It was the album tracks that were a particular highlight for me, such as ‘Nightdriving’, ‘Halfway Home' and 'Bad Apple’, with their highly relatable lyrics and brilliant melodies seemingly casting a spell over the visibly moved crowd, who shocked the band by passionately shouting the lyrics of these album tracks straight back at them. This all changed however when the last two songs of the set, ‘When My Day Comes' and 'We Were Children’, sparked havoc in the venue, with almost everyone singing the lyrics like their life depended on it or just going bat-shit crazy. The only encore song of the night was ‘Coming of Age’, but with a song of this calibre you only need one. It completely emotionally floored everyone, and I doubt anyone present can say they didn’t have goosebumps throughout the whole of the song. With the gig ending on a nostalgic note, the mood outside the venue was one of a peaceful quiet vibes, and I’m pretty sure I heard the words ‘How bloody amazing was that?!’ being uttered by at least 10 different people. An amazing gig.
Song of the Day #3: Jack White - ‘Sixteen Saltines’
The second single from upcoming solo album ‘Blunderbuss’, this song is the definition of Jack White. Bluesy, rocky, weird, and downright amazing. After the slower, baroque single of ‘Love Interruption’, this harks straight back to The White Stripes days, with full blown distortion soaked riffs and Jack’s trademark yelping voice immediately jumping straight at you.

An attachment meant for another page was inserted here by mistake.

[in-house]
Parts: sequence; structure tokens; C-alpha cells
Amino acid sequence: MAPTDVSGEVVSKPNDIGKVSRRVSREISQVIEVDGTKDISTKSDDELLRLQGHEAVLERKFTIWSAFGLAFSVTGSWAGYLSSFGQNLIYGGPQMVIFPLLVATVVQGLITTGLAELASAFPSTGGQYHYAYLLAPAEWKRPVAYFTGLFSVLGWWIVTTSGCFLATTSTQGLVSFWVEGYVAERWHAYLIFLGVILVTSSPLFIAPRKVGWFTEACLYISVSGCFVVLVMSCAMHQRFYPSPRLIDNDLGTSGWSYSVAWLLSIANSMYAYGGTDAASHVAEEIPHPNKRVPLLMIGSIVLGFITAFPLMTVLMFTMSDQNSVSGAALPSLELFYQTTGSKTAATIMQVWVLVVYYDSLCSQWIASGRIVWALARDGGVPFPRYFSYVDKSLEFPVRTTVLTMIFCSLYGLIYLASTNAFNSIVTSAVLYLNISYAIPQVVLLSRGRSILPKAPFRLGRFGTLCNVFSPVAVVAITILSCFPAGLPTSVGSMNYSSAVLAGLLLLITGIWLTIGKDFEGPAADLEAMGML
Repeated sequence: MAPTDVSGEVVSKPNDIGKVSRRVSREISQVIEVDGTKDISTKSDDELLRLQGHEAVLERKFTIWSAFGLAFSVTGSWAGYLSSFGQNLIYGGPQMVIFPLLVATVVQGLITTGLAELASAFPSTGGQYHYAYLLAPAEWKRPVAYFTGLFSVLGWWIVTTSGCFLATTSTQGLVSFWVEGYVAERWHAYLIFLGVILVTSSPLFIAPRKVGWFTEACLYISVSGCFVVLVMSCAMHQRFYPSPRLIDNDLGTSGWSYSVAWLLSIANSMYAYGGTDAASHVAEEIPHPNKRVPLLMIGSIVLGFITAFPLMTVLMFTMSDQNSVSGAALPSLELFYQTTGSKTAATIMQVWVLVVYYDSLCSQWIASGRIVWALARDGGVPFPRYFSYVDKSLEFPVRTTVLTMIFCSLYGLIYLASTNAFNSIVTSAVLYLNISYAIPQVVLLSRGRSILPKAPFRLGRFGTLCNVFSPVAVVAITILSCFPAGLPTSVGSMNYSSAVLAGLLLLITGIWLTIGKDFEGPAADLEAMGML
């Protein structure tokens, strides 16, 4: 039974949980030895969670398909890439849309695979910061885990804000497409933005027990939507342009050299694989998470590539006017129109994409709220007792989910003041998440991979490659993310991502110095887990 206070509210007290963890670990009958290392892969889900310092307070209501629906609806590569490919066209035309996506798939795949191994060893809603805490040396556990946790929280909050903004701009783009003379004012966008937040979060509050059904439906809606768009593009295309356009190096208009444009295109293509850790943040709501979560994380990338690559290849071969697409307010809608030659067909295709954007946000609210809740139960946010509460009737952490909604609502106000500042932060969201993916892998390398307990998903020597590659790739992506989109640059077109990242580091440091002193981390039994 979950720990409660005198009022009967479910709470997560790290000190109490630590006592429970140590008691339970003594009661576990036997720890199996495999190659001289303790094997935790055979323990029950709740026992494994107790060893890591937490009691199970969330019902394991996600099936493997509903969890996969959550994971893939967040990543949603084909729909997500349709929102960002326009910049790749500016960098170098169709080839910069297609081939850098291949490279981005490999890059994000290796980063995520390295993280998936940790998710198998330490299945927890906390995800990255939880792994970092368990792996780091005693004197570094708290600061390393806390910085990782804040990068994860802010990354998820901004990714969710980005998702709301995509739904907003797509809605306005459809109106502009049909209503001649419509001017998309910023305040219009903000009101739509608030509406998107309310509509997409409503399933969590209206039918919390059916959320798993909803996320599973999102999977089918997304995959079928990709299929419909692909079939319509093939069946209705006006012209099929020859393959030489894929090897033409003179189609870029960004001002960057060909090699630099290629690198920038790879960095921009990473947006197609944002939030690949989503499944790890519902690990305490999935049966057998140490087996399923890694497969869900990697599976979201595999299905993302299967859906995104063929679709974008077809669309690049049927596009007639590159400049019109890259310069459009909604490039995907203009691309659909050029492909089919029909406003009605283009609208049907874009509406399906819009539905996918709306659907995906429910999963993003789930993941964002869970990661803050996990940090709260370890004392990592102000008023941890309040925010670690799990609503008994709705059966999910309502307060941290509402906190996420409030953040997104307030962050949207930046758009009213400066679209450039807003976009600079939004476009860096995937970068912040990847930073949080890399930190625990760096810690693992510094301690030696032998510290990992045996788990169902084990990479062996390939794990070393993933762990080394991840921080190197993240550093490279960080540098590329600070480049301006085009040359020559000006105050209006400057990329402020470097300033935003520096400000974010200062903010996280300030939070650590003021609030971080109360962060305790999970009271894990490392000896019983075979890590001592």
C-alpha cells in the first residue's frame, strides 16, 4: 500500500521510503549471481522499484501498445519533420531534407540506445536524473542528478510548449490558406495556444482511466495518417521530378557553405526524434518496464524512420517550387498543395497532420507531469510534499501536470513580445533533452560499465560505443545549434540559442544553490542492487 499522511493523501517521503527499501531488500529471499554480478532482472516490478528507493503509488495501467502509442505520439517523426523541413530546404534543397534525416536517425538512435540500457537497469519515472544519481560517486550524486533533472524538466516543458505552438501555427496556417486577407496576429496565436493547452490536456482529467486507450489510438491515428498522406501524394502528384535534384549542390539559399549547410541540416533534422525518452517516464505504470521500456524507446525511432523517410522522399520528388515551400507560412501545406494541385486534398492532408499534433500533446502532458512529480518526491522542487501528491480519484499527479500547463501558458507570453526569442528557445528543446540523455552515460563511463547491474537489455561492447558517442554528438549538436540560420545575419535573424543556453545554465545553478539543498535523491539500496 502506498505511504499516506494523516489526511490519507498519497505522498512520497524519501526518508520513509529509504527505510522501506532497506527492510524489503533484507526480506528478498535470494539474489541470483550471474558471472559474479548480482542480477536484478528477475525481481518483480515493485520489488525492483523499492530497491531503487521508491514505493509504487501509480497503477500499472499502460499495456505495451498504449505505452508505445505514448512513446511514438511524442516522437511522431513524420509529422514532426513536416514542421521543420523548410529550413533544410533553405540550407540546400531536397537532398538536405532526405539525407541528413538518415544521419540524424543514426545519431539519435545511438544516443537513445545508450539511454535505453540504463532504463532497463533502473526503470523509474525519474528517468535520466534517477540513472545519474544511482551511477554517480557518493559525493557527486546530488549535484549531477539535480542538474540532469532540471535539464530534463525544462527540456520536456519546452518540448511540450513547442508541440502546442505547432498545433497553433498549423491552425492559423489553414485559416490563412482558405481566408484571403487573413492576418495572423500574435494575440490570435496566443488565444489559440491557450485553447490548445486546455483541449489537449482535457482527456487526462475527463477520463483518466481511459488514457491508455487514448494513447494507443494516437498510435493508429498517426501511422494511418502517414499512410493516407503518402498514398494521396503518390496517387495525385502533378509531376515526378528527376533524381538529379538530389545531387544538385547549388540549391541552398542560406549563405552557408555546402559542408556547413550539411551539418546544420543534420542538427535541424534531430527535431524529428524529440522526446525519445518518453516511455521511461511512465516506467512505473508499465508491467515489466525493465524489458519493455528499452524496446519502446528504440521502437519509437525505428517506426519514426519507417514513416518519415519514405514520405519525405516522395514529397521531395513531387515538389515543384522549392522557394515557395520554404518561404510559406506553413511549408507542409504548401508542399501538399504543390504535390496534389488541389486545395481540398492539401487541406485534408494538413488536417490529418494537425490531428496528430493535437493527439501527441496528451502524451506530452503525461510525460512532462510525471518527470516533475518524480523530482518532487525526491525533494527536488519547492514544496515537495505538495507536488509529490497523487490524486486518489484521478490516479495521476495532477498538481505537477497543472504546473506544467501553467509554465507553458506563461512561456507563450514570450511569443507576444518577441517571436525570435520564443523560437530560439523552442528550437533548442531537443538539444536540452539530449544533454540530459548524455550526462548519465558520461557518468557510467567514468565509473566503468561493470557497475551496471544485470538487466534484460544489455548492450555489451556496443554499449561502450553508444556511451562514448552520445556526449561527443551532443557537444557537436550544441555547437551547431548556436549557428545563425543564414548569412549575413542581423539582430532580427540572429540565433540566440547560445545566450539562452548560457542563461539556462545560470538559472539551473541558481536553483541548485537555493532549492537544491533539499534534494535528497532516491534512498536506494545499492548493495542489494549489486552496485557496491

‘Garbage in, garbage out, she’s getting what she wants' cries Jack with alarming intent; and alarming intent is what this song has bundles of, with every second sounding like a battle cry. Of course, no song written by Jack White is complete without a spine-tingling guitar solo, which is effortlessly provided nearer the end of the song. After hearing this, my anticipation for the album has gone up massively. 'Sixteen Saltines' is easily the best thing Jack's done since 2007's 'Icky Thump', and I can't wait to hear more.
Graham Coxon has finally embraced technology. And by technology, I mean strange bleep sounds conjured up on a synth. Don’t expect full scale electro pop though, his eighth solo album sticks to his usual formula of alternative anti-rock. And it’s up there with his best.